The proponent of a motion for summary judgment must tender sufficient evidence to show the absence of any material issue of fact and the right to judgment as a matter of law. In the present action, the burden rests on defendant to establish, by the submission of evidentiary proof in admissible form, that plaintiff has not suffered a “serious injury.” When a defendant’s motion is sufficient to raise the issue of whether a “serious injury” has been sustained, the burden shifts, and it is then incumbent upon the plaintiff to produce sufficient prima facie evidence in admissible form to support the claim of “serious injury”.
A plaintiff cannot defeat a motion for summary judgment and successfully rebut a prima facie finding that he did not sustain a “serious injury,” merely by relying solely on documented subjective complaints of pain, or by the mere submission of an MRI report demonstrating the existence of a bulging or herniated disc, absent medical proof of a significant physical limitation related thereto.
Claims of “serious injury” under the “permanent consequential limitation” category and under the “significant limitation” category are the most difficult for trial and appellate courts to assess. As noted above, these terms are not defined and many times are used interchangeably. In an effort to assist the trial courts, and to better implement the “legislative intent to weed out frivolous claims and limit recovery to significant injuries,” the Court of Appeals.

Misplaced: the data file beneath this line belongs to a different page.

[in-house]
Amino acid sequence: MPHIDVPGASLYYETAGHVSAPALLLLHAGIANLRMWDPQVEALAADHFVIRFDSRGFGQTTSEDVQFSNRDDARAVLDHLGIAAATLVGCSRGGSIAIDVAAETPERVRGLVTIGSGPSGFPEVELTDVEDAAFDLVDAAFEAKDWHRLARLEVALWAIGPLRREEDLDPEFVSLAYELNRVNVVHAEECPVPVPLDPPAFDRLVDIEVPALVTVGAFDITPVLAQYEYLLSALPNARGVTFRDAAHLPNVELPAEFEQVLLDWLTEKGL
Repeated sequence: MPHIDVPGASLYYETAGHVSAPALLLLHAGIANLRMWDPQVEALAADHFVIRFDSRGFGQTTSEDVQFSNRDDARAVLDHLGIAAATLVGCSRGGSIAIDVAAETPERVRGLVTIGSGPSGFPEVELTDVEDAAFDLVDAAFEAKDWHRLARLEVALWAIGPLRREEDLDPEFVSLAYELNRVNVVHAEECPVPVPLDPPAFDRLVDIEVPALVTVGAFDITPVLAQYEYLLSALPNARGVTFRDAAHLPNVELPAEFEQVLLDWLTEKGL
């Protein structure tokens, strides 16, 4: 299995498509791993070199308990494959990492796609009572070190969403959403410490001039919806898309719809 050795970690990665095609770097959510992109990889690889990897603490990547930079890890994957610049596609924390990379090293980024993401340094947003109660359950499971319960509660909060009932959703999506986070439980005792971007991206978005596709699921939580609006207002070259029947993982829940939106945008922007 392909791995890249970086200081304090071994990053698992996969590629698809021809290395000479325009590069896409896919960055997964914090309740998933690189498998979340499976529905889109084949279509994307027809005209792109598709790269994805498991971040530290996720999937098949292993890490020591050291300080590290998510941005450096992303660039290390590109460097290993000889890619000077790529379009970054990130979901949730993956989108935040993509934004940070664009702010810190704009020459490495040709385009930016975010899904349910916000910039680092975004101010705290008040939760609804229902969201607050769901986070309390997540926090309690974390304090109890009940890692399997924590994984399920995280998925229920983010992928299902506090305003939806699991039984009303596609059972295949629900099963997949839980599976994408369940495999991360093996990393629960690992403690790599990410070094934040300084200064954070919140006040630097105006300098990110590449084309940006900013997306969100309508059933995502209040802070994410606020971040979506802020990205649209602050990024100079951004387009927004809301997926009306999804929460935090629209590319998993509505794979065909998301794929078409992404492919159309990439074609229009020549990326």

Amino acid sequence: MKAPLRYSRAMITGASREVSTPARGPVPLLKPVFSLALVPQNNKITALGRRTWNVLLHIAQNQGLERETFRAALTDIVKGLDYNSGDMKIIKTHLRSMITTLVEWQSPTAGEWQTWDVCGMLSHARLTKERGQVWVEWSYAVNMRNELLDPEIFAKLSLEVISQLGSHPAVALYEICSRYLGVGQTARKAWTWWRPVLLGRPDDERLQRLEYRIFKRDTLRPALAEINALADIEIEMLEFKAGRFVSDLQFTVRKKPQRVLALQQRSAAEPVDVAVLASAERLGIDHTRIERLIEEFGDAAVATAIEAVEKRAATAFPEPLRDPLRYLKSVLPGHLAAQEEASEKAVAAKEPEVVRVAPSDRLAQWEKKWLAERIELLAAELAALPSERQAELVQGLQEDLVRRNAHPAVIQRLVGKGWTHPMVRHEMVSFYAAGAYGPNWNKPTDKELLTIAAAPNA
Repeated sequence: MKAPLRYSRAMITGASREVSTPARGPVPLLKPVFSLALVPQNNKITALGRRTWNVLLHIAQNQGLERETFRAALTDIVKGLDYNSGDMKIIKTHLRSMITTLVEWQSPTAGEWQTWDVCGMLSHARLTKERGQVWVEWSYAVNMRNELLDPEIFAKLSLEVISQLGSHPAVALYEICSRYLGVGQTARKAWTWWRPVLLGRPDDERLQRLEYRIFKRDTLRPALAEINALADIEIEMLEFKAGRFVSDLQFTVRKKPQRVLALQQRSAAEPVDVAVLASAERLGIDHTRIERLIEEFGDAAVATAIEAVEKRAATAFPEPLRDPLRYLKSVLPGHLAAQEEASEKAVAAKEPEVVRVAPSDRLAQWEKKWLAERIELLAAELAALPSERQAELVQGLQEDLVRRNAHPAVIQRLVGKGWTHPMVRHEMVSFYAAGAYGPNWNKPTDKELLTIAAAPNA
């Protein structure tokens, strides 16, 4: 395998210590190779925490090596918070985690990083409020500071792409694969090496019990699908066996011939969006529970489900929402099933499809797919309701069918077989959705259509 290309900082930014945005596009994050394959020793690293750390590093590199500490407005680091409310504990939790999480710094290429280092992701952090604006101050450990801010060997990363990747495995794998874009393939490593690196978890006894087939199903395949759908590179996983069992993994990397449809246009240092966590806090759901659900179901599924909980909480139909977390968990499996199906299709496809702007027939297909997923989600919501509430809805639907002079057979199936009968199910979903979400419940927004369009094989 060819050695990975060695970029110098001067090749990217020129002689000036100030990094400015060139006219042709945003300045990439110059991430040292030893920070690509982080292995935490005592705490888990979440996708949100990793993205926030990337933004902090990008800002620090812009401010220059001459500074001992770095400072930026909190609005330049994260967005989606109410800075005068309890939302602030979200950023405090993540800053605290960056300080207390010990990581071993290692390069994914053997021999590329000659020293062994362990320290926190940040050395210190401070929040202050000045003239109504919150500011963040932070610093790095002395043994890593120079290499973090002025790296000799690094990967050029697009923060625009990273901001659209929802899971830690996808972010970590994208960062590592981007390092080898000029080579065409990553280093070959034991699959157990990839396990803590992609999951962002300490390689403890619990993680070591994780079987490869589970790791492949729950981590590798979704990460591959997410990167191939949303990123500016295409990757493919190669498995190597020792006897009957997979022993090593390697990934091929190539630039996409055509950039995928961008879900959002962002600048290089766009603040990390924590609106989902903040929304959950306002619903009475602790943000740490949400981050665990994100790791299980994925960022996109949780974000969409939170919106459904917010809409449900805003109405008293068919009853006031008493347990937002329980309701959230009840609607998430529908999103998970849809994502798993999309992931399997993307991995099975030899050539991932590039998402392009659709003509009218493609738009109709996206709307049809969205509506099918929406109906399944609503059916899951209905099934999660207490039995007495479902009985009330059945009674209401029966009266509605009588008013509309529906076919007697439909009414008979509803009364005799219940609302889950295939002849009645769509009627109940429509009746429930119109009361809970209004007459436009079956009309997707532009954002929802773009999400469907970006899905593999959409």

A plaintiff should not rely merely on stale medical reports and current “self serving” sworn statements that his/her limitations are ongoing. Recent cases are now looking to the duration of the limitations and thus require current proof that plaintiff is still impaired by said limitations. Proof of significant limitations which are merely relatively contemporaneous with the accident may not be sufficient to establish a serious injury especially if there is evidence provided by defendant’s experts that plaintiff’s injuries have resolved and plaintiff has recovered.
To Be Cont…